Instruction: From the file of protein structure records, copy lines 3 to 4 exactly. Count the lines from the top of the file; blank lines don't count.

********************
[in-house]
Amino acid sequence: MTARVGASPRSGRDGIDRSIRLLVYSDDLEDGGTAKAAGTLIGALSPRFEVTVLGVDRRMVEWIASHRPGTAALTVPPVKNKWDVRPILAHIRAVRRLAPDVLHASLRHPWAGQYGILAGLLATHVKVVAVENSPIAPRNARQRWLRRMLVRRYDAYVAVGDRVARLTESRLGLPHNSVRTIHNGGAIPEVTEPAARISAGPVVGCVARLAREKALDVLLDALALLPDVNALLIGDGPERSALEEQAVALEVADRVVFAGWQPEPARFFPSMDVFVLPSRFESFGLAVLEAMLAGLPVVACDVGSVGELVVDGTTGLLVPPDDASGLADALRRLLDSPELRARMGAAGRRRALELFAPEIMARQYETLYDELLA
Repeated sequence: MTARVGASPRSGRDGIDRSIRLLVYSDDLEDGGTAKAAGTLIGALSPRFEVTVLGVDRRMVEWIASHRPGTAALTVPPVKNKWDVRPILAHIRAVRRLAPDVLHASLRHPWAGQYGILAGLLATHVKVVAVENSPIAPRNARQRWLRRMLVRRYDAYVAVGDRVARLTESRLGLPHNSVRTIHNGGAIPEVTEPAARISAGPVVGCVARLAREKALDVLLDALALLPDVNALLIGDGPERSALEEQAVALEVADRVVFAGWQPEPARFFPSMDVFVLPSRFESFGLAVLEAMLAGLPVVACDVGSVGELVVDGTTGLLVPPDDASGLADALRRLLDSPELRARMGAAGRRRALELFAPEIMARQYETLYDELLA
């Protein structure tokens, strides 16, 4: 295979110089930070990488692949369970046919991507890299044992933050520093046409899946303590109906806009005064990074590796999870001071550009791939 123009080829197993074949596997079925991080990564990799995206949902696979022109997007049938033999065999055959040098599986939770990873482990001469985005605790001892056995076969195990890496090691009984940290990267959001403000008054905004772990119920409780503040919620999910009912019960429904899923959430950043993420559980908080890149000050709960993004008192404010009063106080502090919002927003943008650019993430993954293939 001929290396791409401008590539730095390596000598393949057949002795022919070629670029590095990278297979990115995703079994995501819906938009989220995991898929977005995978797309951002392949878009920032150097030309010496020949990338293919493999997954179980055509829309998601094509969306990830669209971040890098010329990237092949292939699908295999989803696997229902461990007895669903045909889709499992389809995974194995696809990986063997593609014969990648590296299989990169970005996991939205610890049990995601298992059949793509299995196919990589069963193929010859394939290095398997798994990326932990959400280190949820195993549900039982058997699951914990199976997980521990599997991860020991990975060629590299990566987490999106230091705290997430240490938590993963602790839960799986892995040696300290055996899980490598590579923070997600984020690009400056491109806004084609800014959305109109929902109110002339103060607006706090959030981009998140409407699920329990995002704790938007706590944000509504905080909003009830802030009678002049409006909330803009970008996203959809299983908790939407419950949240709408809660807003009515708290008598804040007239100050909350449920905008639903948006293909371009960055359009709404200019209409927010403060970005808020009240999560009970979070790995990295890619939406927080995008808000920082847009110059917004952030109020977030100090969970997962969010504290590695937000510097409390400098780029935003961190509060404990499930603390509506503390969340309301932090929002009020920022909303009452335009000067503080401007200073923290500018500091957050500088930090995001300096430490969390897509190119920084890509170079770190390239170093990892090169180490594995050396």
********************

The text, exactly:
Repeated sequence: MTARVGASPRSGRDGIDRSIRLLVYSDDLEDGGTAKAAGTLIGALSPRFEVTVLGVDRRMVEWIASHRPGTAALTVPPVKNKWDVRPILAHIRAVRRLAPDVLHASLRHPWAGQYGILAGLLATHVKVVAVENSPIAPRNARQRWLRRMLVRRYDAYVAVGDRVARLTESRLGLPHNSVRTIHNGGAIPEVTEPAARISAGPVVGCVARLAREKALDVLLDALALLPDVNALLIGDGPERSALEEQAVALEVADRVVFAGWQPEPARFFPSMDVFVLPSRFESFGLAVLEAMLAGLPVVACDVGSVGELVVDGTTGLLVPPDDASGLADALRRLLDSPELRARMGAAGRRRALELFAPEIMARQYETLYDELLA
């Protein structure tokens, strides 16, 4: 295979110089930070990488692949369970046919991507890299044992933050520093046409899946303590109906806009005064990074590796999870001071550009791939 123009080829197993074949596997079925991080990564990799995206949902696979022109997007049938033999065999055959040098599986939770990873482990001469985005605790001892056995076969195990890496090691009984940290990267959001403000008054905004772990119920409780503040919620999910009912019960429904899923959430950043993420559980908080890149000050709960993004008192404010009063106080502090919002927003943008650019993430993954293939 001929290396791409401008590539730095390596000598393949057949002795022919070629670029590095990278297979990115995703079994995501819906938009989220995991898929977005995978797309951002392949878009920032150097030309010496020949990338293919493999997954179980055509829309998601094509969306990830669209971040890098010329990237092949292939699908295999989803696997229902461990007895669903045909889709499992389809995974194995696809990986063997593609014969990648590296299989990169970005996991939205610890049990995601298992059949793509299995196919990589069963193929010859394939290095398997798994990326932990959400280190949820195993549900039982058997699951914990199976997980521990599997991860020991990975060629590299990566987490999106230091705290997430240490938590993963602790839960799986892995040696300290055996899980490598590579923070997600984020690009400056491109806004084609800014959305109109929902109110002339103060607006706090959030981009998140409407699920329990995002704790938007706590944000509504905080909003009830802030009678002049409006909330803009970008996203959809299983908790939407419950949240709408809660807003009515708290008598804040007239100050909350449920905008639903948006293909371009960055359009709404200019209409927010403060970005808020009240999560009970979070790995990295890619939406927080995008808000920082847009110059917004952030109020977030100090969970997962969010504290590695937000510097409390400098780029935003961190509060404990499930603390509506503390969340309301932090929002009020920022909303009452335009000067503080401007200073923290500018500091957050500088930090995001300096430490969390897509190119920084890509170079770190390239170093990892090169180490594995050396």